Major sovereign bond yields, which have been low for years, are expected to be close to current levels for the next 12 months, as the global economy struggles to recover from the impact of COVID-19, a Reuters poll found.
With expectations for weak economic growth intensifying, major central banks are likely to expand their bloated balance sheets, increasing their sway over bond markets.
Anticipation of a strong recovery from world-wide lockdowns to contain the novel coronavirus has helped stock markets to rally from lows hit in March.
But sovereign bond yields are not expected to return to pre-pandemic levels in the foreseeable future.
The June 19-26 poll of more than 90 fixed-income strategists and analysts found government bond yields would stay around current levels until end-2020, rising marginally by this time next year.
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"We did see some (upward) pressure on bond yields, but we would argue that those pressures will only be temporary because we are still not so optimistic that there will be a simple V-shaped recovery," Elwin de Groot, head of macro strategy at Rabobank, said.
Others were similarly cautious.
"We have our outlook for longer-term sovereign yields as flat - really flat. Central banks don't want yields to rise because lower interest rates help in incentivising spending," said James Orlando, senior economist at TD.
The benchmark U.S. 10-year Treasury yield, currently around 0.65%, is expected to rise to 1.10% in 12-months.
A benign inflation outlook, which risks turning disinflationary or deflationary, also explains the subdued yields.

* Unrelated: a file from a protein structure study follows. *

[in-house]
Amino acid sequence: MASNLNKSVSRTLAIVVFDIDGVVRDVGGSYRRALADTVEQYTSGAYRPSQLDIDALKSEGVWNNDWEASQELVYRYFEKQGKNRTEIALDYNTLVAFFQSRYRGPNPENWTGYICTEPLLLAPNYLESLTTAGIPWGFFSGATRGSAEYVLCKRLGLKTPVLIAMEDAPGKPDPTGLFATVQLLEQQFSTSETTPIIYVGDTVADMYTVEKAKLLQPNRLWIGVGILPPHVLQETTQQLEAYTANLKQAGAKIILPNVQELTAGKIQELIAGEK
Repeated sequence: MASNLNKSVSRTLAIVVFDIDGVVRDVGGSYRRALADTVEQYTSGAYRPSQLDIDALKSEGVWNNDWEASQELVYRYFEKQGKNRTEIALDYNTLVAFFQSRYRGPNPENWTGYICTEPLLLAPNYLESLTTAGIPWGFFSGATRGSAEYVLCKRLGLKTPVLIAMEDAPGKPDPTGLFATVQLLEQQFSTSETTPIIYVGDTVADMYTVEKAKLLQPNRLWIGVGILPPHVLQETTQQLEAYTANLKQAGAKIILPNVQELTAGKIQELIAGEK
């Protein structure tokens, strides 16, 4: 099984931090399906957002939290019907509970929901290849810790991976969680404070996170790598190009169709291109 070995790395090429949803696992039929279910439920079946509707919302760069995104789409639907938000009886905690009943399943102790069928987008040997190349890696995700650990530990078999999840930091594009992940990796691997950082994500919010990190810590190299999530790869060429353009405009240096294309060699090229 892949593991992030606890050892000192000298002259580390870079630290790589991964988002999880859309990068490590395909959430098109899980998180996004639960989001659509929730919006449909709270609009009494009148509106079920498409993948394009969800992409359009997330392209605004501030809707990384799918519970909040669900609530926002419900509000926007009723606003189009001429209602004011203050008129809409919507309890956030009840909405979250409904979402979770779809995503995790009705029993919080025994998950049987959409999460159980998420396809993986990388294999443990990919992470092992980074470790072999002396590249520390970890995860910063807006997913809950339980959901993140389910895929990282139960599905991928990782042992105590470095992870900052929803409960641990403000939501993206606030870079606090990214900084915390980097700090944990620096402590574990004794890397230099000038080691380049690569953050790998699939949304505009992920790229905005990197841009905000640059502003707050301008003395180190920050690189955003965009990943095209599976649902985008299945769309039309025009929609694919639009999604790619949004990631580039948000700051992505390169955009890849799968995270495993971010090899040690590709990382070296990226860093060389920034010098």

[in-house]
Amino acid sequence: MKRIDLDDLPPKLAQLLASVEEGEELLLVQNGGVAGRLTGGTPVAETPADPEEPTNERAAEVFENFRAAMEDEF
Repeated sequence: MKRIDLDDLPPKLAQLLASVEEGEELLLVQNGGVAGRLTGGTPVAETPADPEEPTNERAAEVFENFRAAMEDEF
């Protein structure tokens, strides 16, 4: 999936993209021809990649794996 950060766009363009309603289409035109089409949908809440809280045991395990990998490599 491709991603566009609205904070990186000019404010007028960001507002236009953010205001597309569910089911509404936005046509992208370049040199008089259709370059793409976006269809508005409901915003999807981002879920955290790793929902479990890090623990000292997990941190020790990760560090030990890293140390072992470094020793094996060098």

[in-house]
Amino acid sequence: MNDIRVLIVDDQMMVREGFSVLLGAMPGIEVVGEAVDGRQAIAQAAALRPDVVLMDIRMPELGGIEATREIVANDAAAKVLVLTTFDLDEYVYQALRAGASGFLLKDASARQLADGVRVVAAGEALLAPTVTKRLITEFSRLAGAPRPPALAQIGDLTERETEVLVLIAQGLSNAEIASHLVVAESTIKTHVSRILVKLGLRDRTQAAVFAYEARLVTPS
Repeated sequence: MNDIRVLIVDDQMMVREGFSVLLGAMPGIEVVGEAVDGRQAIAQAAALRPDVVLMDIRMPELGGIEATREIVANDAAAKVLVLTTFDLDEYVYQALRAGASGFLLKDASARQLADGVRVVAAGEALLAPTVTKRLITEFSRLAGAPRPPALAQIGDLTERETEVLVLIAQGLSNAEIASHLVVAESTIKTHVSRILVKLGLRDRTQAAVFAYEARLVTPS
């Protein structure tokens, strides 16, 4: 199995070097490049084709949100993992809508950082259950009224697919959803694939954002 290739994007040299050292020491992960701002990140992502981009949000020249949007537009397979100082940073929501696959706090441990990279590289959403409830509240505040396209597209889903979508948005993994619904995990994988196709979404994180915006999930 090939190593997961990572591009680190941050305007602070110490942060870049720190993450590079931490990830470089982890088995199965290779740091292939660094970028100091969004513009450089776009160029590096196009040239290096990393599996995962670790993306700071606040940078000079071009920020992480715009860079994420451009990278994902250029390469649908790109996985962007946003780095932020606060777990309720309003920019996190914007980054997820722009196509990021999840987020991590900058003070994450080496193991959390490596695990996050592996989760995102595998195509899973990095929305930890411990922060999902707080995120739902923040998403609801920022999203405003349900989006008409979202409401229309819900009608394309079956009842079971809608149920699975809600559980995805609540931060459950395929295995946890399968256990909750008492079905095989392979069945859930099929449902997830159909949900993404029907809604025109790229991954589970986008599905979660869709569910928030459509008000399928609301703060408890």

More than 70% of 45 analysts who answered a separate question said disinflation or deflation because of weaker demand was a greater risk after the pandemic subsides.
The remainder predicted higher inflation because of trade friction and shifting supply chains. Those results were similar to a Reuters poll of over 160 economists published last week.
Given the major central banks' uneven record on getting inflation up to target over the last decade and their commitment to keeping monetary policy loose until targets are met, bond yields are likely to stay low.
However, the Federal Reserve is not yet likely to take a more direct approach, such as yield curve control, which the Bank of Japan is using to cap sovereign yields.
"I would argue that the efforts of...quantitative easing and the forward guidance that the Fed is implementing are working, even without explicit yield curve control," TD's Orlando said.
Nearly two-thirds - 29 of 44 - of strategists who answered another additional question said the Fed will not introduce yield curve control this year. The remaining 15 said it would.
With major sovereign bond yields seen around current levels over the next six months, U.S. Treasuries, which have out-yielded their peers for much of the past decade, are set to continue doing so over the coming year.German Bunds were not expected to turn positive and yields on Japanese Government Bonds (JGBs) are forecast to remain at or close to zero throughout the forecast horizon. British Gilts were predicted to yield 0.50% in a year's time, 60 basis points lower than U.S. 10-year Treasuries.